National Eye Asks: Where’s the Diversity in Detroit’s Startup Scene?By Amanda Lewan on July 11th, 2014 /
Detroit was given a national spotlight again, but this time with an in-depth overview of startups in the city.
The Motor City was a feature episode of a new media project called Ventured Life. Inside it looks at everything from Billionaire Dan Gilbert’s latest and greatest moves to grow entrepreneurship in the city, to the important topic of diversity in a primarily African American city. From the article:
Three years later, it is evident that DVP catalyzed the tech scene in downtown Detroit where most of the city’s start-ups are based. The downtown occupancy rate is reported to be a whopping 99.4 percent as of late 2013. The approximately 30 start-ups under DVP, several of which are housed in the M@dison building, have received millions of dollars in seed, Series A, and Series B funding, including Stik and Chalkfly, both of which spoke with The Ventured Life.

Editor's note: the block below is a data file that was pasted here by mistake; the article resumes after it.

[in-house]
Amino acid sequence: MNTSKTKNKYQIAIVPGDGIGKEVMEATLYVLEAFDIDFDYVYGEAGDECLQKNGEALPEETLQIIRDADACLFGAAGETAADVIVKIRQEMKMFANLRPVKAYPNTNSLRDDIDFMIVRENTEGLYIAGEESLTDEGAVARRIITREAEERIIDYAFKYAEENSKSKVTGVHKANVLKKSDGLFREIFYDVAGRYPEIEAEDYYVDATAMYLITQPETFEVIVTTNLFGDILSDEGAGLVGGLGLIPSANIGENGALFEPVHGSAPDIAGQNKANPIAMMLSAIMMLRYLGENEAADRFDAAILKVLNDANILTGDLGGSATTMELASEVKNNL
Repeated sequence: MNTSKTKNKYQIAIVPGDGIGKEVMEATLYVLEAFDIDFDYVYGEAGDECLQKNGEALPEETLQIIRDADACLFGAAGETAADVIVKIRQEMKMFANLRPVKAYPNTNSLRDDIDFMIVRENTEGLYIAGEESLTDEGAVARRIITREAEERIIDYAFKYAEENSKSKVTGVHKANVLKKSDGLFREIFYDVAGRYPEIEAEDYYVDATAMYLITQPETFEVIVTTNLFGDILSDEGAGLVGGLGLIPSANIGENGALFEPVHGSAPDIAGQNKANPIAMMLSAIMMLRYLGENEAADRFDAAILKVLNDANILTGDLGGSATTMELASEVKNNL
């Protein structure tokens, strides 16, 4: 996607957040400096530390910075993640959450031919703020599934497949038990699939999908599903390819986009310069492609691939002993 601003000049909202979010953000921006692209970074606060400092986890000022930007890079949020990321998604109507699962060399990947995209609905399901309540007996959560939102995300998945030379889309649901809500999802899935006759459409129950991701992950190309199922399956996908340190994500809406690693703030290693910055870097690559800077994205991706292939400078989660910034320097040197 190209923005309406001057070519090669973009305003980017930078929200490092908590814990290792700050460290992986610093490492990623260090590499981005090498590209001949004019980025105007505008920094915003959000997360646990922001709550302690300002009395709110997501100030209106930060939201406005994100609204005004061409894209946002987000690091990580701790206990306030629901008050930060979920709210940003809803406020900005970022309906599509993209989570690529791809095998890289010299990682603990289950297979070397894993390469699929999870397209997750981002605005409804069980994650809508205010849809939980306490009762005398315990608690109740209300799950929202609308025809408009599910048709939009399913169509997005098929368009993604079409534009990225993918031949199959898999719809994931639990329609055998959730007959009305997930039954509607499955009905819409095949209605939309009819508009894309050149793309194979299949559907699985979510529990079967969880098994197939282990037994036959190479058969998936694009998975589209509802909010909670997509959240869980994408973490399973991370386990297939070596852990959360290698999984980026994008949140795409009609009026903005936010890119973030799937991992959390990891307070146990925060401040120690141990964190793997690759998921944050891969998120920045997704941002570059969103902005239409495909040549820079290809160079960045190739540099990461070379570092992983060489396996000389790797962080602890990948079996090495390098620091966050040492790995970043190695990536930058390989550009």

We think it’s a great overview of some startups we love like our home Bamboo Detroit and ecommerce startup Chalkfly.
After covering a few of the unique startup stories in the city, Ventured Life then discusses one of the main challenges in Detroit’s startup fueled comeback:
Start-up communities everywhere, from San Francisco to New York City, are overwhelmingly white and male — that much is widely acknowledged. But the demographics of Detroit’s start-up community are more sharply at odds with the demographics of the overall metropolitan area than almost any other other start-up hub.
While founders and investors who spearhead start-ups in motor city are overwhelmingly white and male, Detroit is 84 percent black, according to the 2010 U.S. Census. That puts Detroit as number one on a list of American cities with the largest proportion of a black people.
“The stories that come out of this city are mostly what white males are doing, which is not to take away from what they’re doing,” said Rayford.”